11.16.2007

Another bite of the apple?

For all people who were ignorant of God were foolish by nature;
and they were unable from the good things that are seen to know the one who exists,
nor did they recognize the artisan while paying heed to his works;
but they supposed that either fire or wind or swift air,
or the circle of the stars, or turbulent water,
or the luminaries of heaven were the gods that rule the world.
If through delight in the beauty of these things people assumed them to be gods,
let them know how much better than these is their Lord,
for the author of beauty created them.
And if people were amazed at their power and working,
let them perceive from them
how much more powerful is the one who formed them.
For from the greatness and beauty of created things
comes a corresponding perception of their Creator.
Yet these people are little to be blamed,
for perhaps they go astray
while seeking God and desiring to find him.
For while they live among his works, they keep searching,
and they trust in what they see, because the things that are seen are beautiful.
Yet again, not even they are to be excused;
for if they had the power to know so much
that they could investigate the world,
how did they fail to find sooner the Lord of these things? - Wis. 13:1-9
I have spent the first days of this week with colleagues at our synod's Bishop's Convocation focusing on a wonderful interplay of the creation story, the peril we have placed that creation in, and our own self-care (or lack thereof) as created beings in the image of a Creator. With that conversation rolling through my brain, this reading from the apocryphal Book of Wisdom seems both prescient and, well, wise.

Few of us today view the earth and its elements or the inhabitants of the cosmos to be gods -- if we did our planet would be in far less peril. I have to admit that I have often viewed the environment as the sets and lighting for the stage on which my life unfolds -- when I think of it at all. American culture has tended to look at the environment as a background, with little intrinsic value, and at our society's worst we have seen nature as a conquered land to plunder.

Wisdom reminds us that creation is a sign of the Creator. The complex interplay of species and habitats, the self-renewing cycles of nature, the abundance of resources and the creativity to use them wisely all point to a God who provides lavishly for his world and people, who seeks wholeness and interconnectedness.

In his Bible study this week, Bob Robinson of LTSP reminded us that there is a connection between our status as creatures in the image of God and our charge to exercise dominion over the earth. As God's reflections our call is to respect the order and harmony of the creation, and to remember our interconnectedness -- humanity was not created in its own "day," but we are connected with all creatures on land, and our fates are inextricably tied to theirs and to the creation we live in. While the words -- dominion, subdue -- reflect the behavior of victorious kings, which wasn't pretty in the time the text was written, he noted that God, through Jesus, exercised a very different kind of kingship that must flow over into our relationship with the earth.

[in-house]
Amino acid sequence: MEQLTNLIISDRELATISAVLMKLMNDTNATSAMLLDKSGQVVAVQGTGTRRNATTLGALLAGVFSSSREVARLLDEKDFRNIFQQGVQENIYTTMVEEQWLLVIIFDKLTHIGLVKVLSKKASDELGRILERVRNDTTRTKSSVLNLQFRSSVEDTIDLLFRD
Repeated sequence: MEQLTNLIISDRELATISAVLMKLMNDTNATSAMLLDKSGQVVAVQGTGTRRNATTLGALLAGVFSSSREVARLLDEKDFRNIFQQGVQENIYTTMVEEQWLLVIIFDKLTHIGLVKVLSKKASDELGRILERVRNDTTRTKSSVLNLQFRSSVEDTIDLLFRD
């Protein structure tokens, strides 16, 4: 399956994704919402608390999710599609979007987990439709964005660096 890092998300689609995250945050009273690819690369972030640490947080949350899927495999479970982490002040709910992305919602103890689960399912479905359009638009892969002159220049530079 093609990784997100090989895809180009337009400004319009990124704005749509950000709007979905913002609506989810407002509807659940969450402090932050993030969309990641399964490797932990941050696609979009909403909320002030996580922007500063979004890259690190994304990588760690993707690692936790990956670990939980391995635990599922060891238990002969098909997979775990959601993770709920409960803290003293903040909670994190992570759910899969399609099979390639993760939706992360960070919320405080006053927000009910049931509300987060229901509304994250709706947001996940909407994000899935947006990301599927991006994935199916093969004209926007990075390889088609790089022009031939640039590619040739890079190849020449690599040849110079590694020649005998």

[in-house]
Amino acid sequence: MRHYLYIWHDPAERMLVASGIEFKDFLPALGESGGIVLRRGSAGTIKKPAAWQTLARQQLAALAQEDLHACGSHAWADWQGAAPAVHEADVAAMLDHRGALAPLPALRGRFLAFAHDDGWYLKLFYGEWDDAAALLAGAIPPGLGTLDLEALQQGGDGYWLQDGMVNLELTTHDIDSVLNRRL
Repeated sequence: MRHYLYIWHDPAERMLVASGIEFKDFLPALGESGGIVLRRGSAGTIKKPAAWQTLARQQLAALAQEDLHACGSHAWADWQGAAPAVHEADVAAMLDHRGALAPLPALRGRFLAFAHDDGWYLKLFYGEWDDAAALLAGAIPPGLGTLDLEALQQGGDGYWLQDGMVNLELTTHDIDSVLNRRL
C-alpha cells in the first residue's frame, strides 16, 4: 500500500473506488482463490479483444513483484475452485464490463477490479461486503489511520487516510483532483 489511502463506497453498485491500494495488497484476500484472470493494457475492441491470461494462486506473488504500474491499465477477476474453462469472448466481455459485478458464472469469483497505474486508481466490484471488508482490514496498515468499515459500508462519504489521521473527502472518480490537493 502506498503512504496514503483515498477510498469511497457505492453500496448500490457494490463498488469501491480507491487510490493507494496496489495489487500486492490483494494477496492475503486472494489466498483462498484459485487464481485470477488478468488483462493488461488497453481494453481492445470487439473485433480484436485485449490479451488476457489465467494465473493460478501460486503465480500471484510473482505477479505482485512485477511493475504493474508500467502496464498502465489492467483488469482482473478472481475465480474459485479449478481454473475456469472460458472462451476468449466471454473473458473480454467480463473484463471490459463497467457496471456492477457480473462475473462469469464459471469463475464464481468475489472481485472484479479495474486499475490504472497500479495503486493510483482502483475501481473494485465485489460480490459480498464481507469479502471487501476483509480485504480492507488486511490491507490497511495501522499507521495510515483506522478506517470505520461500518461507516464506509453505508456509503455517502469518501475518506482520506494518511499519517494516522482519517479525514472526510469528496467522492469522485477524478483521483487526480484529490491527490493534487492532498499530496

Unfortunately, many of us - myself included - think of care of the creation as something that we add on to our existing lifestyles rather than as a call to radically reform our behavior. The plundering of Africa and other colonies for precious resources, the developed world's addiction to oil, my (and our) ever expanding carbon footprints -- all point to the fact that we all are tied into an economy that sees no limits to what it will do in order to grow. Brian McLaren points out this refusal to live within our environmental, moral and social means in his latest book, Everything Must Change, and goes so far to call the system "suicidal." And in terms of the effects, he is right. Most of us don't have a conscious desire to kill our planet and ourselves, but we behave in ways that make that outcome likely.

At this late date, so long after the Fall, you and I remain in the Garden. Though it is no longer pristine and perfect, it is still God's. We're still choosing every day -- purchasing, heating, cooling, driving, lighting, disposing -- whether to take on God's role of determining what is good and what is evil, or living as creatures in the image of God who respect the order and beauty that we have been placed in the midst of. The apple is sugared over in American pie, and the serpent is you and me, our desire to consume and control. How much longer will we keep gorging ourselves?

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